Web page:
Linux and automotive computing security

Posted Oct 12, 2012 22:06 UTC (Fri) by Cyberax (✭ supporter ✭, #52523) [Link]

So how is it going to be better if tire sensors now have TCP/IP stack with OpenSSL for PKI implementation?

The car-local network is a postcard example for a local airgapped network. It makes no sense to try to make every component secure, it's much better to have a secure perimeter where any external data input is treated as potentially malicious.

Tire-sensors and the law

Posted Oct 13, 2012 2:29 UTC (Sat) by Max.Hyre (guest, #1054) [Link]

My understanding (i.e., I'm too lazy to look it up right now) is that the law mandates these radio transmitters for tire sensors, and actually prohibits doing it by comparing wheel rotation rates. Of course, using sensors already in place (for ABS &c.) would markedly reduce the attack surface. I've always wondered whether this was done so that all new cars are now trackable remotely for some small-ish value of remote.

Now who would want that?
(/me puts on tinfoil hat back on)

Linux and automotive computing security

Posted Oct 14, 2012 21:57 UTC (Sun) by rgmoore (✭ supporter ✭, #75) [Link]

I think I've actually described it wrong; the problem is not with the tire pressure sensors, per se, but with the receiver. The designers seem to have treated the pressure sensor and receiver as a unit that was entirely inside the car, rather than treating the signal from the pressure sensors as an untrusted input. Researchers were able to crack the receiver by sending a spoof signal.

I think this is a good example of the drawback of relying on perimeter security; it's brittle. If you fail to consider one source of potentially malicious data (or consider it but fail to secure it adequately), the whole system falls apart. I think you'd be much better off with some kind of defense in depth so that a single security failure doesn't bring down the whole system. Otherwise, you're left with a car that can be hacked because the designers didn't think that somebody might spoof the signals from the wireless tire pressure sensors.

Maybe a full encrypted and authenticated TCP/IP stack is overkill, and a better CAN implementation can provide an adequate level of protection. But basing everything, including the internal message bus, on a standardized platform that's known to have good security seems like a big step forward.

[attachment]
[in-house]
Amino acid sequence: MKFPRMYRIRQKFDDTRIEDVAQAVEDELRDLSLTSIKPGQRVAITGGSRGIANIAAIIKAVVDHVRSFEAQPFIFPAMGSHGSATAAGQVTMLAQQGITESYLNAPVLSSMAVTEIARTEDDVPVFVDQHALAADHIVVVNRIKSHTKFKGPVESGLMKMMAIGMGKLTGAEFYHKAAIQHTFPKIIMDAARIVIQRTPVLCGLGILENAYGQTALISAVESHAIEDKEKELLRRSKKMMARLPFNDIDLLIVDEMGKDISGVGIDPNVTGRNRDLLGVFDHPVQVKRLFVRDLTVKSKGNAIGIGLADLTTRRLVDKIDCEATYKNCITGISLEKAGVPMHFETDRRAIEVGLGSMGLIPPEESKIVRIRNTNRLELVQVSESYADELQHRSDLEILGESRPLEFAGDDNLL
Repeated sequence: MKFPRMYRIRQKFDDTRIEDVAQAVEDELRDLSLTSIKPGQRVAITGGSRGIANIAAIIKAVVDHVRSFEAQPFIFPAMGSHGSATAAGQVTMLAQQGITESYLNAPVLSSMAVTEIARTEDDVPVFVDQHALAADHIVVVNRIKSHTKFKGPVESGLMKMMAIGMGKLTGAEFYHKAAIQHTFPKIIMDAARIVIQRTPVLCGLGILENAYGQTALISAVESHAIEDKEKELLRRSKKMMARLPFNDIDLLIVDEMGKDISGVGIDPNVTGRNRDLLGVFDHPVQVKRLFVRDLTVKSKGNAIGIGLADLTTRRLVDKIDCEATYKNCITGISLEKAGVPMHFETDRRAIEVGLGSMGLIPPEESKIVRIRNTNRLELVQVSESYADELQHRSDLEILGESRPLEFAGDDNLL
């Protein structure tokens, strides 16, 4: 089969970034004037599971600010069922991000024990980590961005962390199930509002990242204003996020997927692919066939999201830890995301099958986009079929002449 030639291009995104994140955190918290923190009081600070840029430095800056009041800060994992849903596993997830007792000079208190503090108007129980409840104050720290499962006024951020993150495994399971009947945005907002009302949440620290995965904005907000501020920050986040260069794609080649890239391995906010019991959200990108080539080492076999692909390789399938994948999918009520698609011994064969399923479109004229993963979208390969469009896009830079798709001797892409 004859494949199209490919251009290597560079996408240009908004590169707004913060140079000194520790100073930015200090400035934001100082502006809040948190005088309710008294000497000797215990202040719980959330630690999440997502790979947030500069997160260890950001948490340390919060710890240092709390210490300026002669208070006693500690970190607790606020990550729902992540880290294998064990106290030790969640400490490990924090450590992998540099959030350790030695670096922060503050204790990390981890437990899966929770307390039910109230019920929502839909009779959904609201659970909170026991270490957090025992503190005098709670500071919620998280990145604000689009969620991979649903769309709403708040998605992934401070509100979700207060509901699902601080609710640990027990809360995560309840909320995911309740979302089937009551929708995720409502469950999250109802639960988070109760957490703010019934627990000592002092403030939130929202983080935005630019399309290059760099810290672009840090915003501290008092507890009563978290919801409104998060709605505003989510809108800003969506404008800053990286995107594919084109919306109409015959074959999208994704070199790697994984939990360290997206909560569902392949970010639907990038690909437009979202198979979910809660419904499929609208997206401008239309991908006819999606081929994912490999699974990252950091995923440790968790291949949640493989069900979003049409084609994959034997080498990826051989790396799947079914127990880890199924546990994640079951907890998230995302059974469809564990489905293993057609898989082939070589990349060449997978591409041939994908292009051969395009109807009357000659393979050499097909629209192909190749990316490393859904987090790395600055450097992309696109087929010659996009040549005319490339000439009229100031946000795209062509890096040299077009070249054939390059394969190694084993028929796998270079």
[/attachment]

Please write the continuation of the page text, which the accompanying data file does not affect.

Linux and automotive computing security

Posted Oct 15, 2012 1:36 UTC (Mon) by Cyberax (✭ supporter ✭, #52523) [Link]

What kind of security can a bus provide? CAN is as simple as it gets for its purposes - it's a very simple broadcast-only shared-media bus with prioritized messages.

If you try to replace it with Ethernet then you'll get loads of problems, starting with a requirement to have point-to-point connections between endpoints and switches and then moving on to DoS protection and priority-based transmission.

And security guarantees won't get any better - Ethernet does not guarantee anything.

Linux and automotive computing security

Posted Oct 10, 2012 21:18 UTC (Wed) by smurf (subscriber, #17840) [Link]

Different problem space. Don't compare apples with lemons.

funny - thanks

Posted Oct 11, 2012 5:03 UTC (Thu) by ds2horner (subscriber, #13438) [Link]

funny - thanks

funny - thanks

Posted Oct 16, 2012 17:55 UTC (Tue) by Baylink (guest, #755) [Link]

That's not apples and lemons, that's apples and antifreeze.


Copyright © 2017, Eklektix, Inc.
Comments and public postings are copyrighted by their creators.
Linux is a registered trademark of Linus Torvalds